full development of a wave of emotion' from the cerebral centres,'— of the eminently glandular' nature of 'the tender affections ;'—when it is observed that 'Irascibility may draw to itself a large share of the vital sap ;'—and that the tender emotion usurps largely a great portion of mankind, being so alimented by the natural conformation of the system as to maintain its characteristic wave with considerable persist- ence,' and that this gives great capacity for the affections,' especially with 'requisite support' from the structure of the glandular organs ;'— we lose all sense of psychological truth, and no more know ourselves again than if, on looking in the glass, we were to see an anatomical figure staring at us. There is no more occasion for such phraseology than for an artist to paint his Madonna with the skin off. It is recommended neither by scientific precision, nor by illustrative good taste. The one only excellence of psychological description is to speak truly and search- ingly to our self-consciousness: and of vital sap, and high charges, and Ittrverful currents, and diffusive waves, we certainly are not conscious : vrf do we know of any writer resorting to this style of exposition, with-

out forfeiture of all fineness and sharpness in his delineations of spiritual

facts, and quite degenerating from the purity of Berkeley, the neatness of Stewart, the severity of Kant, the transparency of .Thuffroy."

Professor Martineau is not one of those who undervalue the physiological antecedents of mental states. The true psycho- logist, he says, "is well aware that the light of discovered order radiates forwards as well as backwards, and that if unifor- mities of successions or co-existences can be discovered in the physical condition, they will become exponents of similar relations among the mental facts. He simply leaves this in- direct method of classification to the physiologist, and himself resorts to the direct, willinglyavailing himself of every help supplied by researches into the vital organism, and giving no countenance to the narrow-minded assumption that the selection of one order of relations for special attention is a disparagement of another." But it is obvious that before you can discuss the physiological antecedents of mental phenomena at all, you must know the mental phenomena directly, or how could you construe the physiological signs into the mental equivalents ? The physiologists pride them- selves, for instance, on the distinction between the motory and sensory nerves,—but how could they have discriminated the nerves, had not psychologists first discriminated the active from the sensitive states of the mind ? Thus it is obvious that the very facts by the aid of which the physiological school propose to supersede mental classifications themselves involve mental classifi- cations, and mental classifications of a far higher order of certainty than the physical classifications by which they propose in future to supersede them.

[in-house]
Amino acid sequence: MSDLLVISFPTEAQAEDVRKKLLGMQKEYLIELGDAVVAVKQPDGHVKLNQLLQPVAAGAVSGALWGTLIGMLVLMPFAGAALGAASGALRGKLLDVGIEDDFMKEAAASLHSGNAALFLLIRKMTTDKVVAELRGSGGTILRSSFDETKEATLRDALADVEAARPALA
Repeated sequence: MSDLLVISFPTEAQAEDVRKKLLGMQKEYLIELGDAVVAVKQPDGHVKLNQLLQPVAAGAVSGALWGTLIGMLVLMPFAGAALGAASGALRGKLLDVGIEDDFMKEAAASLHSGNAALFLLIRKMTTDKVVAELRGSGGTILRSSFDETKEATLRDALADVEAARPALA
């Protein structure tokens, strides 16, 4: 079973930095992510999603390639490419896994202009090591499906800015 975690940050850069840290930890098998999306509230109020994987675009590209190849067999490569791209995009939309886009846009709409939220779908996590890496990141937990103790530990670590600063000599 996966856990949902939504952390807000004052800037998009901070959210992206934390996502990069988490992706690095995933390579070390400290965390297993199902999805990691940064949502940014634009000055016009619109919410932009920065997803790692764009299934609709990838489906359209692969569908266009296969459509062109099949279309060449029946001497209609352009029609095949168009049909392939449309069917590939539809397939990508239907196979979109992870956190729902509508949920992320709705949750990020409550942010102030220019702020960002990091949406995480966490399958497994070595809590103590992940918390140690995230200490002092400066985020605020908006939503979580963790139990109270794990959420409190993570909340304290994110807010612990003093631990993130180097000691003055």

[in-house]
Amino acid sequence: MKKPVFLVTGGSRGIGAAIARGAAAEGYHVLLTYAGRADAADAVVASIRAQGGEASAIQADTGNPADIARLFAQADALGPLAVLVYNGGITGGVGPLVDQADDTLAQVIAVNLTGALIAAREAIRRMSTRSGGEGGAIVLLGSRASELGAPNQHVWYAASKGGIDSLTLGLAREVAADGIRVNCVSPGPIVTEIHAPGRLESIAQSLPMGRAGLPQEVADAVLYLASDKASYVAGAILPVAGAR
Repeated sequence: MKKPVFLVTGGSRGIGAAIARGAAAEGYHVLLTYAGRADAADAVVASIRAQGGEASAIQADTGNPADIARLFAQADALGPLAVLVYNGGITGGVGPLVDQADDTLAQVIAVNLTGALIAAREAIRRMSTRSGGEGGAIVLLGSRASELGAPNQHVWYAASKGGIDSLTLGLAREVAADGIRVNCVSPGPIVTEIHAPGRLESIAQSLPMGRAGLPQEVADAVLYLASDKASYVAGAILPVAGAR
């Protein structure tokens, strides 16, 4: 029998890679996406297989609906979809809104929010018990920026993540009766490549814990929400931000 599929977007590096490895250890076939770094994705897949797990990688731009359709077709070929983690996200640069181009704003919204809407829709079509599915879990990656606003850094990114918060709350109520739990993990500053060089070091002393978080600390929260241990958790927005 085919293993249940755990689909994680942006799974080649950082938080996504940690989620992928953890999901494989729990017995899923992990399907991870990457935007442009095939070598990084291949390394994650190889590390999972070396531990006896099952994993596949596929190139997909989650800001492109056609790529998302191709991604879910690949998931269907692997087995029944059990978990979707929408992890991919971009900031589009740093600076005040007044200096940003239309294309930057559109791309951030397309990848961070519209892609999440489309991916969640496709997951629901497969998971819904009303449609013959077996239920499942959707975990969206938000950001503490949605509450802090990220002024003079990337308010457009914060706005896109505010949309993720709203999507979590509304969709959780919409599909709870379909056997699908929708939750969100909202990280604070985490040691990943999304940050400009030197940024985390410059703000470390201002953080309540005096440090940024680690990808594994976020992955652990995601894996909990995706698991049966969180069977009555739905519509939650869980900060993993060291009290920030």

We have illustrated Mr. Martineau's remarkable philosophical power by the discussion of but one small point among the many which are thoroughly and most ably examined in these Essays. But in all alike the reader finds the impress of the same power- ful mind,—of an intellect that holds abstract ideas and abstract truth with greater force and precision, and with far greater reality of thought, than any other living English thinker,—an intellect that has grappled as long and as powerfully with the higher problems of philosophy as our greatest statesmen with the higher problems of political life,—an intellect that has probably given more weeks of subtle analysis and profound reflection to examining the great positions of the different metaphysical schools, and to deciding which are tenable and which are untenable, than Stephenson gave to his first line of railroad, or Cavour to the policy by which the future of Italy was made. It is by such thinkers as these, who strain their thoughts after abstract truth apparently without influence on the world and even with- out meaning for one man in a thousand, that the great thoughts which move the intellect of the world are prepared for the birth. Other and more popular minds are needed to translate them to the million, but it is thinkers like Mr. Martineau who first rouse the disinterested enthusiasmfor pure philosophical truthin the student's mind, and awaken that eager intellectual life which, once in exist- ence, must ever after distinguish all who have it from the merely practical men, to whom abstract questions of truth and falsehood are mere curious riddles until they begin to have some obvious bearing on wealth, or private happiness, or social estimation, or the power for which ambition longs.